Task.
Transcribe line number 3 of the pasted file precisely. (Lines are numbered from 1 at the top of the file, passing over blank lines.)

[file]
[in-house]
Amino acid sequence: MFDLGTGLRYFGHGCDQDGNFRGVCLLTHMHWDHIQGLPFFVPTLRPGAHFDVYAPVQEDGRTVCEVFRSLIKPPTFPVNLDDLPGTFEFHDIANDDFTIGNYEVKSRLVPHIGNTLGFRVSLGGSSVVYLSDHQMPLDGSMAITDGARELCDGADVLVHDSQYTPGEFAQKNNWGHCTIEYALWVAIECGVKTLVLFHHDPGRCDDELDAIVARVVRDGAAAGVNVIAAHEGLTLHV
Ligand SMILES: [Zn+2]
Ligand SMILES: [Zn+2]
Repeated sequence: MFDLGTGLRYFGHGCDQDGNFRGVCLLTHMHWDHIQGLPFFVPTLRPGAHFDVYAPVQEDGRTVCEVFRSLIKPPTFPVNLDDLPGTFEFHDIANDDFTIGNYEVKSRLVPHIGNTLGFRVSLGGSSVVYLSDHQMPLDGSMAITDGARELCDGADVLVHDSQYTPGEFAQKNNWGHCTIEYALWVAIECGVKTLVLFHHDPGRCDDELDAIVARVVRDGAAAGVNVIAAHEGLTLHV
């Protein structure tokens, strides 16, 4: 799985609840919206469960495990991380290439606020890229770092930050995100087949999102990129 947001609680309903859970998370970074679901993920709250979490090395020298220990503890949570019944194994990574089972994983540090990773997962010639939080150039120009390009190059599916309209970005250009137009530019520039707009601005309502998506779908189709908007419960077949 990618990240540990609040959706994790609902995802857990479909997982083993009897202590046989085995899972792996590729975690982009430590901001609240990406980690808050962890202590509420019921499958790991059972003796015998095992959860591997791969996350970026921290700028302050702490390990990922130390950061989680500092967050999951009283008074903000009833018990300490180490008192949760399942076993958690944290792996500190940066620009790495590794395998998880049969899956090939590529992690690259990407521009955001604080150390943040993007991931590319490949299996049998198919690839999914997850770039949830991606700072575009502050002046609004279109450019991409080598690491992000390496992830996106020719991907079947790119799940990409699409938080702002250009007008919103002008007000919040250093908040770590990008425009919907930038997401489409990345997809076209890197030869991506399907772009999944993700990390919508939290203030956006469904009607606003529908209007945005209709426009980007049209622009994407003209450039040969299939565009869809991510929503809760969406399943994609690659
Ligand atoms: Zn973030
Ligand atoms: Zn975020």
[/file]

Ligand SMILES: [Zn+2]